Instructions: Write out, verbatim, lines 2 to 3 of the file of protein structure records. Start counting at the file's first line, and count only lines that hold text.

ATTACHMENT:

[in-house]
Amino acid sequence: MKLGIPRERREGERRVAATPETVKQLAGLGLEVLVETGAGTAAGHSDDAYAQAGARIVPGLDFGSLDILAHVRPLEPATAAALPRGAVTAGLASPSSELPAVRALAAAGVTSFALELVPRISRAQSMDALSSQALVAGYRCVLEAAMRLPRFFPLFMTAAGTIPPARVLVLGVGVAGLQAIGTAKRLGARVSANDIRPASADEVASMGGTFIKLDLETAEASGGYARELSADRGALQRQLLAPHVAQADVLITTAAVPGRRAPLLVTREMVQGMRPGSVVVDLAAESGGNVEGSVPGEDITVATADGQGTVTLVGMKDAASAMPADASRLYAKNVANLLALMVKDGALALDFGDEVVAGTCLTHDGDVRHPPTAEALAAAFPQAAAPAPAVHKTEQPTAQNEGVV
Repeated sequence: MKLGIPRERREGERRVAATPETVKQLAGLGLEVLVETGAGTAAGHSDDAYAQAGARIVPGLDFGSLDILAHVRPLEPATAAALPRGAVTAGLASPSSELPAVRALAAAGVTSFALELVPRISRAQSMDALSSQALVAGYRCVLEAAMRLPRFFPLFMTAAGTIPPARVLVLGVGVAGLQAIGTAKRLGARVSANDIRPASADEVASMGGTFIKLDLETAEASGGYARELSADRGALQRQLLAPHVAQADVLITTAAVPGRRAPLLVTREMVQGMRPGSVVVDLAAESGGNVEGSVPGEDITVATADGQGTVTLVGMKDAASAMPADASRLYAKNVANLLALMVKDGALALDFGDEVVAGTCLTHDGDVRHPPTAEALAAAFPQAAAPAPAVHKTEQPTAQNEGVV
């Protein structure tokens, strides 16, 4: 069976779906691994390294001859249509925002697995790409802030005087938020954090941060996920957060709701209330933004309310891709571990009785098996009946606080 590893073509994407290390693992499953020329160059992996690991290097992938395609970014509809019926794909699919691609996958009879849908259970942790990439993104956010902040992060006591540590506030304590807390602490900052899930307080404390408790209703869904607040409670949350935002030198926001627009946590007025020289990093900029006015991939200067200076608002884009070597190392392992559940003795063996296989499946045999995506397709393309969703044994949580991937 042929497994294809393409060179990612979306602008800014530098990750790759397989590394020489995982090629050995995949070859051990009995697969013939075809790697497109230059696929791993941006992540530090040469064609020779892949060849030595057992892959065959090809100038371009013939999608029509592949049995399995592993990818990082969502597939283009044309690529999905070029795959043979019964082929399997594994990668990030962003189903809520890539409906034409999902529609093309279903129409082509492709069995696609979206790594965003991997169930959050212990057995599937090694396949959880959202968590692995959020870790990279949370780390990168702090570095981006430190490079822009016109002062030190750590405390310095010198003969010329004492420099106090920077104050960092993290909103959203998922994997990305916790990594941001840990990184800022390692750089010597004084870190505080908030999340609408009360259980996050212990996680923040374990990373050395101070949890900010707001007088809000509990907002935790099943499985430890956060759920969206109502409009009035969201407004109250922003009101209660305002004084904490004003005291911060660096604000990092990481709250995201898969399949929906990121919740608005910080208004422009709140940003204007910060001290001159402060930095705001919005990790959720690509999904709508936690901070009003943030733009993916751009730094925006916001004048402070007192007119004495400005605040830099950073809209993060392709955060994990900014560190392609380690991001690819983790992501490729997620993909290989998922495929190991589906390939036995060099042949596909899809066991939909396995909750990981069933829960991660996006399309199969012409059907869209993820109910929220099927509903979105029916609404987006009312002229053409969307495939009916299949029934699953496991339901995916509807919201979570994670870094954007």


Amino acid sequence: MKLGIPRERREGERRVAATPETVKQLAGLGLEVLVETGAGTAAGHSDDAYAQAGARIVPGLDFGSLDILAHVRPLEPATAAALPRGAVTAGLASPSSELPAVRALAAAGVTSFALELVPRISRAQSMDALSSQALVAGYRCVLEAAMRLPRFFPLFMTAAGTIPPARVLVLGVGVAGLQAIGTAKRLGARVSANDIRPASADEVASMGGTFIKLDLETAEASGGYARELSADRGALQRQLLAPHVAQADVLITTAAVPGRRAPLLVTREMVQGMRPGSVVVDLAAESGGNVEGSVPGEDITVATADGQGTVTLVGMKDAASAMPADASRLYAKNVANLLALMVKDGALALDFGDEVVAGTCLTHDGDVRHPPTAEALAAAFPQAAAPAPAVHKTEQPTAQNEGVV
Repeated sequence: MKLGIPRERREGERRVAATPETVKQLAGLGLEVLVETGAGTAAGHSDDAYAQAGARIVPGLDFGSLDILAHVRPLEPATAAALPRGAVTAGLASPSSELPAVRALAAAGVTSFALELVPRISRAQSMDALSSQALVAGYRCVLEAAMRLPRFFPLFMTAAGTIPPARVLVLGVGVAGLQAIGTAKRLGARVSANDIRPASADEVASMGGTFIKLDLETAEASGGYARELSADRGALQRQLLAPHVAQADVLITTAAVPGRRAPLLVTREMVQGMRPGSVVVDLAAESGGNVEGSVPGEDITVATADGQGTVTLVGMKDAASAMPADASRLYAKNVANLLALMVKDGALALDFGDEVVAGTCLTHDGDVRHPPTAEALAAAFPQAAAPAPAVHKTEQPTAQNEGVV